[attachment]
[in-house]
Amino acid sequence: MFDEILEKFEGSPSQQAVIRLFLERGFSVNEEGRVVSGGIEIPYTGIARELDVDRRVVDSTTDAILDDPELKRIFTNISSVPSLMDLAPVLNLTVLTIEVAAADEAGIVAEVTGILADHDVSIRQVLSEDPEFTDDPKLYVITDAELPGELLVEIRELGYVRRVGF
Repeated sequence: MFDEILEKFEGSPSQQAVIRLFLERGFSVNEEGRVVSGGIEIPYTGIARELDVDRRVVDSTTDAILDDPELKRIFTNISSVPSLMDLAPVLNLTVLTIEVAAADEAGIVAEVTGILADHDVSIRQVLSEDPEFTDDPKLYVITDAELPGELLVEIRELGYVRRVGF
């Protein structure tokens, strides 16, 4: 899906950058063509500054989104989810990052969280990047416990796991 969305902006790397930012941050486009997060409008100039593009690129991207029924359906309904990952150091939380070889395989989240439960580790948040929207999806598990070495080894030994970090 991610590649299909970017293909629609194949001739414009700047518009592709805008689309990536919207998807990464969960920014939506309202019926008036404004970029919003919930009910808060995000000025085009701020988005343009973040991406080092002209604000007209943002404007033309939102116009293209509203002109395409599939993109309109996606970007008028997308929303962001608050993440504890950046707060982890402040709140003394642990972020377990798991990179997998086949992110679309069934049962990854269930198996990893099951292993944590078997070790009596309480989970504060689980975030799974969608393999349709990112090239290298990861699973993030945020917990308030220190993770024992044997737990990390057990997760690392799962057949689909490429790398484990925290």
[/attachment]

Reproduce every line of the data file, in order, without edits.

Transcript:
[in-house]
Amino acid sequence: MFDEILEKFEGSPSQQAVIRLFLERGFSVNEEGRVVSGGIEIPYTGIARELDVDRRVVDSTTDAILDDPELKRIFTNISSVPSLMDLAPVLNLTVLTIEVAAADEAGIVAEVTGILADHDVSIRQVLSEDPEFTDDPKLYVITDAELPGELLVEIRELGYVRRVGF
Repeated sequence: MFDEILEKFEGSPSQQAVIRLFLERGFSVNEEGRVVSGGIEIPYTGIARELDVDRRVVDSTTDAILDDPELKRIFTNISSVPSLMDLAPVLNLTVLTIEVAAADEAGIVAEVTGILADHDVSIRQVLSEDPEFTDDPKLYVITDAELPGELLVEIRELGYVRRVGF
């Protein structure tokens, strides 16, 4: 899906950058063509500054989104989810990052969280990047416990796991 969305902006790397930012941050486009997060409008100039593009690129991207029924359906309904990952150091939380070889395989989240439960580790948040929207999806598990070495080894030994970090 991610590649299909970017293909629609194949001739414009700047518009592709805008689309990536919207998807990464969960920014939506309202019926008036404004970029919003919930009910808060995000000025085009701020988005343009973040991406080092002209604000007209943002404007033309939102116009293209509203002109395409599939993109309109996606970007008028997308929303962001608050993440504890950046707060982890402040709140003394642990972020377990798991990179997998086949992110679309069934049962990854269930198996990893099951292993944590078997070790009596309480989970504060689980975030799974969608393999349709990112090239290298990861699973993030945020917990308030220190993770024992044997737990990390057990997760690392799962057949689909490429790398484990925290």